New food venues draw mixed opinions

by Peter Frost

Students will have some new and improved choices of where to grab their grub this fall.
In response to student complaints about boring, less-than-fresh and sometimes nauseating food in the dorms, University Dining Services opened three venues in the past week that students will hopefully find more palatable.
The new restaurants are as follows:
ù The Mediterranean, in Pioneer Hall, serves pasta, risotto, flatbreads and pizzas.
ù The Granary, in Middlebrook Hall, features a vegetarian/vegan menu with fresh produce as well as pita pocket and pannini sandwiches.
ù The Pasta Kitchen, on the Carlson School of Management’s lower level, has Italian-style entrees and pastas.
Dining service director Douglas Hubbard said he hopes the new restaurants will improve the lackluster reputation of dorm food.
“Our student boards help pick our menu, and we base all of our decisions in response to what our customers want,” Hubbard said.
At the new facilities, food is made fresh right in front of the students.
“It’s really pretty cool, and I think it’s a great idea,” said Arlo Horton, a Carlson School of Management junior and a community adviser in Territorial Hall.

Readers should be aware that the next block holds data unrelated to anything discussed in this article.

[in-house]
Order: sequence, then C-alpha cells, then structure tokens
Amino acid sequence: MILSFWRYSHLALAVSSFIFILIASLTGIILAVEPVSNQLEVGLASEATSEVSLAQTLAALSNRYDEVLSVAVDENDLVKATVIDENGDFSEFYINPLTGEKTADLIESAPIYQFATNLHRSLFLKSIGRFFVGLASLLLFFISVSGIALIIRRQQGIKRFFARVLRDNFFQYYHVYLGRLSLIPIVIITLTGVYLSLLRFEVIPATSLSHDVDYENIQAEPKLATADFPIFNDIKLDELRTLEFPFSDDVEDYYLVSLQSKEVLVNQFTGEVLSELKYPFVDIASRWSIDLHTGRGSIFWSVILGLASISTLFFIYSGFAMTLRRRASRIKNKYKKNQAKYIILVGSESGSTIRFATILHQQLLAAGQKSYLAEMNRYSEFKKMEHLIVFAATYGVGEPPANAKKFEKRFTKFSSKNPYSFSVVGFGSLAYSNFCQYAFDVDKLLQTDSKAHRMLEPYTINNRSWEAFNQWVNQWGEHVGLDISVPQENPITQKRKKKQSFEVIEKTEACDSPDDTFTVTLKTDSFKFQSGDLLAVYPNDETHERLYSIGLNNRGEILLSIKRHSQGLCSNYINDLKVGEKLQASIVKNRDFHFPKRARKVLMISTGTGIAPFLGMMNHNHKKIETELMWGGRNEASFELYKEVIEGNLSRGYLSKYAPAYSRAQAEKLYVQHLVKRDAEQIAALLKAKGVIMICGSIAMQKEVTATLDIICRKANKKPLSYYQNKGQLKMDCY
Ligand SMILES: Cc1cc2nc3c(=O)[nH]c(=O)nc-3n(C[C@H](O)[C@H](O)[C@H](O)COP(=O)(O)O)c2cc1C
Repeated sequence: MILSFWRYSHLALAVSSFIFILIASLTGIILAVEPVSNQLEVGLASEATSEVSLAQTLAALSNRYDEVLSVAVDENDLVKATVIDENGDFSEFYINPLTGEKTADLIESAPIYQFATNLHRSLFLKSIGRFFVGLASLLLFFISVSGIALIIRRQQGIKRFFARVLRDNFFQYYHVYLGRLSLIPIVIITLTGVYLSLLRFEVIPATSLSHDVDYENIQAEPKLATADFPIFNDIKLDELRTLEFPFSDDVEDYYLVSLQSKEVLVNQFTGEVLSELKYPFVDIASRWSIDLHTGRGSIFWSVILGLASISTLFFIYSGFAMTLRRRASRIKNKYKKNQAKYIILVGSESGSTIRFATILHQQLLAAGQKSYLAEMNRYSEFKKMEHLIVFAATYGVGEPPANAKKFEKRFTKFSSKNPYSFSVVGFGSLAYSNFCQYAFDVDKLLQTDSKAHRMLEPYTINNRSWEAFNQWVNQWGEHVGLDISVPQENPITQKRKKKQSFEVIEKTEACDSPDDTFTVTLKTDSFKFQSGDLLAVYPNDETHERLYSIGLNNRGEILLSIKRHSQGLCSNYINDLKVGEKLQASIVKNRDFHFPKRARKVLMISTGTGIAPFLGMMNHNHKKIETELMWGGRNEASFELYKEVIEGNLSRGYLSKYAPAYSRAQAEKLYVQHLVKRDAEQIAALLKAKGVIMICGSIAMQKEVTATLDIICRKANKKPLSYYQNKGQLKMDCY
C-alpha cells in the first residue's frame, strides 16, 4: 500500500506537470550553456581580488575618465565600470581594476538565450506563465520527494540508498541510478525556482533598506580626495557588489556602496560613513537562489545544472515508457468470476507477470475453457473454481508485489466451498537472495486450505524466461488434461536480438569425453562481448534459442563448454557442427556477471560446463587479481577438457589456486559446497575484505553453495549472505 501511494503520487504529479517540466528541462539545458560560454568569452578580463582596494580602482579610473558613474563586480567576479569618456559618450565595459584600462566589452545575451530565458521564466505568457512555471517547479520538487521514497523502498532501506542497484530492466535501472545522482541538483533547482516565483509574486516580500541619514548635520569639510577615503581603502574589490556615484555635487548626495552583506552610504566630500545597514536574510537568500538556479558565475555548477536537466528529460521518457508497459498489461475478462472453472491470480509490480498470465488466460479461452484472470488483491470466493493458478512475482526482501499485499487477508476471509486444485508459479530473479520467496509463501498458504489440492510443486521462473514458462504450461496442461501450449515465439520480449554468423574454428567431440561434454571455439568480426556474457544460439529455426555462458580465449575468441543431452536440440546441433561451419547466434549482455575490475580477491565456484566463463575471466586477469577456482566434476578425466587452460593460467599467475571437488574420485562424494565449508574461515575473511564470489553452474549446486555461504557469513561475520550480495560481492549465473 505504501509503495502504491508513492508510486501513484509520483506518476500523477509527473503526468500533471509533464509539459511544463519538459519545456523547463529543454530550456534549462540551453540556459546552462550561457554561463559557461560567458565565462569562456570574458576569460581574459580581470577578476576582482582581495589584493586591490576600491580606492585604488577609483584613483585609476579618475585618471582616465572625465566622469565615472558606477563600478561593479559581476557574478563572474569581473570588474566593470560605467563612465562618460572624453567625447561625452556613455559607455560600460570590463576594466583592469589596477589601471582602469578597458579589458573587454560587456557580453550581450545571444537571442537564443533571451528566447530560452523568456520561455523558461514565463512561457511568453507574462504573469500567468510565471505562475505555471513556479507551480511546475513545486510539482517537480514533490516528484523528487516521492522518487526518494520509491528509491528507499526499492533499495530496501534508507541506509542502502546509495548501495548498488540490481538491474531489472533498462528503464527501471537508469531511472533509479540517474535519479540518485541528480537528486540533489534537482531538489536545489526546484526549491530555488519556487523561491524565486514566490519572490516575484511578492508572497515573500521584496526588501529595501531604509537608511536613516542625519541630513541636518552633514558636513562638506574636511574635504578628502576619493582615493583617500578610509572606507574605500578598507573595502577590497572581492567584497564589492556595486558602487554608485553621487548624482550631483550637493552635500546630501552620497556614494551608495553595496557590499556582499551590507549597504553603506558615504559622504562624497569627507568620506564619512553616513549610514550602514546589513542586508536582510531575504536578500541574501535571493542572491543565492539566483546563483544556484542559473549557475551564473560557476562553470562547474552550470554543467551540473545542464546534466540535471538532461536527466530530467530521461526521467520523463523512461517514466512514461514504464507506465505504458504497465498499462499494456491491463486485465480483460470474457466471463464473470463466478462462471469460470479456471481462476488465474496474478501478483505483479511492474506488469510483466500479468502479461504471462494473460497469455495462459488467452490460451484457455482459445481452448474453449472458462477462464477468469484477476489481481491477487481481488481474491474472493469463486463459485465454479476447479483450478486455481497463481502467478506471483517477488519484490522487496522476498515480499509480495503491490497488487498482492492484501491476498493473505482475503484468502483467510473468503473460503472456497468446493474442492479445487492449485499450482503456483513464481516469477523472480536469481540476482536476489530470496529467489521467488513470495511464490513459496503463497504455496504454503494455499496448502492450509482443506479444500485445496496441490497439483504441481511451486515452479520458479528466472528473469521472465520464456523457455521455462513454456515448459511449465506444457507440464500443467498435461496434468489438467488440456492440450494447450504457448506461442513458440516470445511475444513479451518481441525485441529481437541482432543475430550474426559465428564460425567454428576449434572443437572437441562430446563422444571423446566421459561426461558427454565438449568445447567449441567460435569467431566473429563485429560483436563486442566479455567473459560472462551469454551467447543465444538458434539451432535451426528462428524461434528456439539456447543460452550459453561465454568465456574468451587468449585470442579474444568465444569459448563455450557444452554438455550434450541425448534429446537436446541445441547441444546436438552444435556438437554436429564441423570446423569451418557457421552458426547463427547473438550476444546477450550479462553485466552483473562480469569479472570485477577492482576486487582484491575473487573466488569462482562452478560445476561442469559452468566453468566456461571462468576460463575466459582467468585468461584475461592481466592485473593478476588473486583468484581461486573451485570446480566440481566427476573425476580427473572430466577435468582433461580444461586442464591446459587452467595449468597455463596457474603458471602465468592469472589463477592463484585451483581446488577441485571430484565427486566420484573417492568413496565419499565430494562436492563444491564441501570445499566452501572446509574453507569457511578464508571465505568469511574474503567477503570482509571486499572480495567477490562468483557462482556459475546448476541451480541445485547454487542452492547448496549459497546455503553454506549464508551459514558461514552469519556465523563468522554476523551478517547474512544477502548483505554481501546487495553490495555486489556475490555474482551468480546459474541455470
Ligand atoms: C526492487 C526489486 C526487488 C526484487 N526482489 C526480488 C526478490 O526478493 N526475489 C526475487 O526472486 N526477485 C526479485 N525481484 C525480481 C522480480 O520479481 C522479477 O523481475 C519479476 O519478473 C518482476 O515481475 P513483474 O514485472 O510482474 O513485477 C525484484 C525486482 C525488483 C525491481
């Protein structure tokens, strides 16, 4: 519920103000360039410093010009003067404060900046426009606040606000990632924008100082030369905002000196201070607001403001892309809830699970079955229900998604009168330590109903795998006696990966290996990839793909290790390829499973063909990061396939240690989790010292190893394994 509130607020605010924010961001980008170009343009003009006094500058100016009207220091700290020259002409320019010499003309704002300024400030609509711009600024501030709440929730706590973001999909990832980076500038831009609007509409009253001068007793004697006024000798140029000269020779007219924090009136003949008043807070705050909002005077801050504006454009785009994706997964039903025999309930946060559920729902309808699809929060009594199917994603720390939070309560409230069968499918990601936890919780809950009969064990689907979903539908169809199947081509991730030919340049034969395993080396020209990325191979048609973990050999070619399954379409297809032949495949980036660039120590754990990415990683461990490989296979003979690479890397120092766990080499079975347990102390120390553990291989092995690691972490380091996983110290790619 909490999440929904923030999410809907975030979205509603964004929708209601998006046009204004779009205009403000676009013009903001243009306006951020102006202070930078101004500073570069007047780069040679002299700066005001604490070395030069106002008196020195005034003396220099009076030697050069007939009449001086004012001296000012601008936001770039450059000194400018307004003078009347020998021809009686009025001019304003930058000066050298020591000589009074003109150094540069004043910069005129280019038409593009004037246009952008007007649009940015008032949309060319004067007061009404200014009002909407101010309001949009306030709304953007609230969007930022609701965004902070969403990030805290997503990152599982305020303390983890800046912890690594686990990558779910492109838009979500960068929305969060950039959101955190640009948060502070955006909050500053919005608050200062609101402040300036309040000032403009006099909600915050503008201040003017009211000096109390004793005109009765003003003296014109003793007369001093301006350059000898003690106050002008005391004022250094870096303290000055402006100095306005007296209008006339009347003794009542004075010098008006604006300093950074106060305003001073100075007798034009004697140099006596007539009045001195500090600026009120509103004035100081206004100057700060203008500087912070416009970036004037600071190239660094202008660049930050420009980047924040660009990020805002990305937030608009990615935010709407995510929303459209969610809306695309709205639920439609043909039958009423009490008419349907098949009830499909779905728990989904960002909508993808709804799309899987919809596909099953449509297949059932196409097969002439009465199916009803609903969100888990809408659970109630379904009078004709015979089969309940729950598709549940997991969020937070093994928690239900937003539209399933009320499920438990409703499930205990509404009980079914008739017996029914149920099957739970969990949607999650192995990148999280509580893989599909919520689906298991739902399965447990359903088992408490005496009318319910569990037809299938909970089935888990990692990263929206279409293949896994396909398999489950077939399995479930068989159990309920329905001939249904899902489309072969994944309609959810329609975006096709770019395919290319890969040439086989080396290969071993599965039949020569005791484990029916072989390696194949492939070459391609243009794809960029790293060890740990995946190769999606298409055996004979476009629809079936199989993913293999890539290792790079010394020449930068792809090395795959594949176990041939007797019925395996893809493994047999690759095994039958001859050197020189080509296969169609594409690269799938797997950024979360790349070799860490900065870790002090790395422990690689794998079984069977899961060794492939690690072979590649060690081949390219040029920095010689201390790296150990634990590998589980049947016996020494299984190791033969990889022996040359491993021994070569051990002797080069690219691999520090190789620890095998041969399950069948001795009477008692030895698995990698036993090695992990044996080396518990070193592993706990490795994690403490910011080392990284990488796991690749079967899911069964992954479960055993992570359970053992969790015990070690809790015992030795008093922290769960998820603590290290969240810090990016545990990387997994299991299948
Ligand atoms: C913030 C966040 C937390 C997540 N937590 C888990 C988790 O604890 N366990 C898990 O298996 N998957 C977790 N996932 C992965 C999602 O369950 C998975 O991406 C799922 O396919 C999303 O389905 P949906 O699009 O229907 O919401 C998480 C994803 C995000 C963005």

“It looks like one of those corny cooking shows on TV where the chef just throws all of this stuff in a pan and tells you what she is doing step-by-step. It’s actually kind of funny,” Horton said.
Amanda Stemke, a Carlson School freshman, agreed, saying the food was “surprisingly very good.
“In general, the (Pioneer Hall) food makes me nauseous,” Stemke said. “All that I really eat in there is the soups, salads and bagels. The food is cold sometimes, too.”
Stemke said she likes that she now has another option and that basic improvements have been made: “The chef looked normal,” she said while at The Mediterranean in Pioneer Hall. “Some of the other people back there — I’m like, ‘gross, you’re touching my food?'”
But not everyone is as satisfied.
“That new pasta deal wasn’t really going for me,” said Luke Pederson, a College of Liberal Arts freshman. “They try to make it all exotic and crap, but it just didn’t taste right.”
Pederson said dorm food wasn’t that bad to begin with, except for the occasional meal he said he has to work to keep down.
Getting rid of those substandard meals is the dining service’s main concern in addition to providing more choices.
“Right now, one of the major student complaints is consistency. We really need to get meal quality at a high, consistent level — we can’t afford to have that occasional bad meal,” Hubbard said.
Hubbard said that staffing is a big issue in the food industry because keeping high-quality standards is difficult when managers are constantly training and adding new employees.
University Dining Services will survey students in October to gauge whether new restaurants have changed people’s sentiments for the better.

Peter Frost covers business and welcomes comments at [email protected] He can also be reached at (612) 627-4070 x3215.